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Re: tiny theropod on a tree trunk question
David Peters (firstname.lastname@example.org) wrote:
<Does it make any difference to its progeny (subsequent lineage) if a tiny
theropod were to choose to grapple a tree trunk in the head up or head down
position? I was wondering this in relation to the posterior rotation of the
carpus, which would seem to be accented in the head down position and not so
much in the head up traditional grappling configuration.>
Balance issues? Woodpeckers and squirrels (the latter more than the former,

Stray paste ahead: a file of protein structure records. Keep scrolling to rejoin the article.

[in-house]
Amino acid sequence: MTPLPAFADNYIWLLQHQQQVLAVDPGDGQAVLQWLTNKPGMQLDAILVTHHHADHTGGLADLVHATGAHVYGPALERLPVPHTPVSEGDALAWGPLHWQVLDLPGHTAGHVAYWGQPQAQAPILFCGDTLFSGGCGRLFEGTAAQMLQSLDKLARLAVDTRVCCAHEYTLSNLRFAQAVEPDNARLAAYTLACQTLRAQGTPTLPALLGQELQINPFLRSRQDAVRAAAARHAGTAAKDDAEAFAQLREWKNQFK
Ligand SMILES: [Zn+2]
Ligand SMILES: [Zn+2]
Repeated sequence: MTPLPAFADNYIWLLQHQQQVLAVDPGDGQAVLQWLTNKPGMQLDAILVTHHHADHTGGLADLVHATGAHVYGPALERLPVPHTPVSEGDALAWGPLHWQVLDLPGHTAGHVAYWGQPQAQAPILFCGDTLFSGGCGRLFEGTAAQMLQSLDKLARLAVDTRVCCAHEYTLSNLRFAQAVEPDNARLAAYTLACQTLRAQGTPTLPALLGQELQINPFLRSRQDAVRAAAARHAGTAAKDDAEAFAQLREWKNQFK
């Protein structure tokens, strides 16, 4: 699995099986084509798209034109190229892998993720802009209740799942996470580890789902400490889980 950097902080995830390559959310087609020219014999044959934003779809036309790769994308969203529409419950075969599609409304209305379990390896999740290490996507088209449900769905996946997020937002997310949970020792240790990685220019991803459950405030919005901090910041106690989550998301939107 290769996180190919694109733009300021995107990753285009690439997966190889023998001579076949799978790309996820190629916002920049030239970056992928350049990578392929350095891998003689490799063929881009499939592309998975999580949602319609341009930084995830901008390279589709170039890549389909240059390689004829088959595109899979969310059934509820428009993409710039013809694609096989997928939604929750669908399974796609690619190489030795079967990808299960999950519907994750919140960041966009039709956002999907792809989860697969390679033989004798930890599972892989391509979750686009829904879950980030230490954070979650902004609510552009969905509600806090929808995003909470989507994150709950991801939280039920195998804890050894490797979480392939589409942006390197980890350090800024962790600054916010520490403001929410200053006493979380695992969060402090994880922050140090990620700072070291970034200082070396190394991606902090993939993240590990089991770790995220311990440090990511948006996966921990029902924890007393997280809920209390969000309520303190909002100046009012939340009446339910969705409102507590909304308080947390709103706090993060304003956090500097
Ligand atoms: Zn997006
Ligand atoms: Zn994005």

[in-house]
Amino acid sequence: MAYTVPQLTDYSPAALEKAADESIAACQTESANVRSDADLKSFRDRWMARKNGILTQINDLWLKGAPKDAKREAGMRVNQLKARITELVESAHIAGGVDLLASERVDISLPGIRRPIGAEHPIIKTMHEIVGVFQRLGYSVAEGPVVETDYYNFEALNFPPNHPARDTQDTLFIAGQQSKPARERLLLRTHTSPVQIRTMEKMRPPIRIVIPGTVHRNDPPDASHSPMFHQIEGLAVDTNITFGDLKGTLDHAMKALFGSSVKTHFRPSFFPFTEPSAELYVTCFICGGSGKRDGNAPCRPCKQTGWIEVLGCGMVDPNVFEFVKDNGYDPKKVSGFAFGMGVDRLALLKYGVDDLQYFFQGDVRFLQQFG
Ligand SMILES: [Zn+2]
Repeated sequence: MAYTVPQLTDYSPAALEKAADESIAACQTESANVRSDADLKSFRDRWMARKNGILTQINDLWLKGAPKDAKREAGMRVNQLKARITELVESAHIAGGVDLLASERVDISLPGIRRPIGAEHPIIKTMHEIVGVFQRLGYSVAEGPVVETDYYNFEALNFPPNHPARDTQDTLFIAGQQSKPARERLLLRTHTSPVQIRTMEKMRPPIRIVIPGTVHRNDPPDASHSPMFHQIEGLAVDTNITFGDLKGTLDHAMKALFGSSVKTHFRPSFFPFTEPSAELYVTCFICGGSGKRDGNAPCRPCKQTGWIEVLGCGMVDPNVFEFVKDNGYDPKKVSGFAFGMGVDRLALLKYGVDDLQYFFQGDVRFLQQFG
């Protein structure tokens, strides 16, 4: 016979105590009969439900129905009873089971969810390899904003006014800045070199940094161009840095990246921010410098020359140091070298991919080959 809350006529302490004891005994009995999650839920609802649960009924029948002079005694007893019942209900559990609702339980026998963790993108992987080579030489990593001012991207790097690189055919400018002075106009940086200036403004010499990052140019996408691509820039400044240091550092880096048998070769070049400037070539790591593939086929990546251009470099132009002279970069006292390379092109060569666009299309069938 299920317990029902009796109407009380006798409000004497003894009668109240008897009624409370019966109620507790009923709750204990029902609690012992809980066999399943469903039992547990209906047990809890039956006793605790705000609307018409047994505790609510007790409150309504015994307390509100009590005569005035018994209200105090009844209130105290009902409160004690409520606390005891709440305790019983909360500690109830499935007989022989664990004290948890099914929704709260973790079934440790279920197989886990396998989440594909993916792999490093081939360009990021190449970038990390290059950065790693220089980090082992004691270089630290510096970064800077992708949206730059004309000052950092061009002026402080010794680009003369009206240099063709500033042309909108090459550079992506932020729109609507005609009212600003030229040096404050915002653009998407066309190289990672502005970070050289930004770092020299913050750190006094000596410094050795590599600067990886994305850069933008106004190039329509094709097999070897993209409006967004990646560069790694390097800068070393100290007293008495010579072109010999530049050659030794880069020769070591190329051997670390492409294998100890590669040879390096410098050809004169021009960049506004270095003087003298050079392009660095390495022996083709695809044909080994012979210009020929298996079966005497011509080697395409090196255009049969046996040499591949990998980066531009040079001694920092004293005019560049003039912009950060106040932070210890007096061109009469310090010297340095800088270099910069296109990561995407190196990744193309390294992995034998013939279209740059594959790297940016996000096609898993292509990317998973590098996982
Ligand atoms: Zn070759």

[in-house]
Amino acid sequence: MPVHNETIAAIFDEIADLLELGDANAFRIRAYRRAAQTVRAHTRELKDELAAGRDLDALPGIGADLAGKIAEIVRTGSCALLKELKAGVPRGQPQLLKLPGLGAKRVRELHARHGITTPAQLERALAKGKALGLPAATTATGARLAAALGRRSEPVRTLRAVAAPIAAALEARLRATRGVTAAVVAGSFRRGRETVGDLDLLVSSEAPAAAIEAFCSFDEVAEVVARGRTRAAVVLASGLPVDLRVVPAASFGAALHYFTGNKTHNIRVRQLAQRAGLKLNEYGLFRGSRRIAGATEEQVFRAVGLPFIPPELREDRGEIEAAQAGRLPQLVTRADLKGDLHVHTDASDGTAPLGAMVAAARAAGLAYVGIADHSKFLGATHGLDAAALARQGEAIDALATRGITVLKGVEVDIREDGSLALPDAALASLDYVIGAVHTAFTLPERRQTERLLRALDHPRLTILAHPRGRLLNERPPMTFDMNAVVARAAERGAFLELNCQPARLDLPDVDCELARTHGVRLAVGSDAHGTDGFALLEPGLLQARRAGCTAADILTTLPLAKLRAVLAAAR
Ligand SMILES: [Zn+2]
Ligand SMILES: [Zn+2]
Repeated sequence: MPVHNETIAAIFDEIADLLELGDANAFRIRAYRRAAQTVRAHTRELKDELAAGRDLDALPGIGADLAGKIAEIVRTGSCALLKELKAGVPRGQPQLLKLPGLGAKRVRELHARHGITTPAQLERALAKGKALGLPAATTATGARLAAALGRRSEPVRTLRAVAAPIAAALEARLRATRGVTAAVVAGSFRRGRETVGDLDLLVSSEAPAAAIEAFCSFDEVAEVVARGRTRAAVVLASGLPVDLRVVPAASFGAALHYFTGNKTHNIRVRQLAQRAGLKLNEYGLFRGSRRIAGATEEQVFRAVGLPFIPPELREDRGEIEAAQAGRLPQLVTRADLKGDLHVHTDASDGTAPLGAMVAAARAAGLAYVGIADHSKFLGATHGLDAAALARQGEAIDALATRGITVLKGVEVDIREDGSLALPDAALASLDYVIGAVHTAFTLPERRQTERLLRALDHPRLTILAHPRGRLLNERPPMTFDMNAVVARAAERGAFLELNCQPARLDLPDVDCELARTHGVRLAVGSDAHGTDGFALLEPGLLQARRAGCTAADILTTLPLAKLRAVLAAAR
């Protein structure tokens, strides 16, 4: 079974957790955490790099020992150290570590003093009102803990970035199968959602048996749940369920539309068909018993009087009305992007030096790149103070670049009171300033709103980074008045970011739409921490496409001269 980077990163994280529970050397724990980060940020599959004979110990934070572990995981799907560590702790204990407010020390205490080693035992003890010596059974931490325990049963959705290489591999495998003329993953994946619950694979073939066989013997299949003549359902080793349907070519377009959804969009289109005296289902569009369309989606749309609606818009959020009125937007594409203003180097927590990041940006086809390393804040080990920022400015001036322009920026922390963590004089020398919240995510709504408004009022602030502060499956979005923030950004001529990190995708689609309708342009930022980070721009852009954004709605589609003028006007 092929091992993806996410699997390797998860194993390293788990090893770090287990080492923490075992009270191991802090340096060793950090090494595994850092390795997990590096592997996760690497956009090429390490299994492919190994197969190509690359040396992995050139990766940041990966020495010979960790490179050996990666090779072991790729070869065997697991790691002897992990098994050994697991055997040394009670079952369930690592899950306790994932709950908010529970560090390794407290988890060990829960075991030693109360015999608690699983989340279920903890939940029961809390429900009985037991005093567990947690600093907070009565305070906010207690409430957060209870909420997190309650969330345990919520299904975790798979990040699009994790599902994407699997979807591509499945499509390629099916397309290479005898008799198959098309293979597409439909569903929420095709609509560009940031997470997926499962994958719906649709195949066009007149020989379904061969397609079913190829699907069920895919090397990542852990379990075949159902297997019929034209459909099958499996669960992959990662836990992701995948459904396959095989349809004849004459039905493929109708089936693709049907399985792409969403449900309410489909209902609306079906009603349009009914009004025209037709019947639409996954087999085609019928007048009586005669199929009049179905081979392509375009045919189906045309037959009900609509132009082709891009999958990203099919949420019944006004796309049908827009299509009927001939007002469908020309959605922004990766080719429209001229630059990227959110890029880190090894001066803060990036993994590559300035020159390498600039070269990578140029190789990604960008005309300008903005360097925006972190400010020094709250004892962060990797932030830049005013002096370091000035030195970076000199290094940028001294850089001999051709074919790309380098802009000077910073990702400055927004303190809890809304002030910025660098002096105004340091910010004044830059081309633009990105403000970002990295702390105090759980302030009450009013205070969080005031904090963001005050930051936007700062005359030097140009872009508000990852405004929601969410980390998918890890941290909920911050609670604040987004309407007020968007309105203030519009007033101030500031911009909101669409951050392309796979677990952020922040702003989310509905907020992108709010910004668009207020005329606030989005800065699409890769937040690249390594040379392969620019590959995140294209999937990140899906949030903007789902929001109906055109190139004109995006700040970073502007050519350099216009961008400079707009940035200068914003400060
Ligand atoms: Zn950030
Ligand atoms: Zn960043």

actually) are the only animals I know of, aside from arthropods, that typically
crawl around head-down on vertical clines.
And what posterior rotation of the carpus?
Squirrels are capable of crawling on trucks because the ankle can
hyperpronate and is excessively flexible (along with the carpus, which is
typical of mammals to pronate, but in squirrels at least is more extremely
flexible), whereas birds that do "trunk-climbing" use a zygodactylous pes and
their tail to form a "third leg". Parrots use their beaks instead of the tail.
Jaime A. Headden
"Innocent, unbiased observation is a myth." --- P.B. Medawar (1969)
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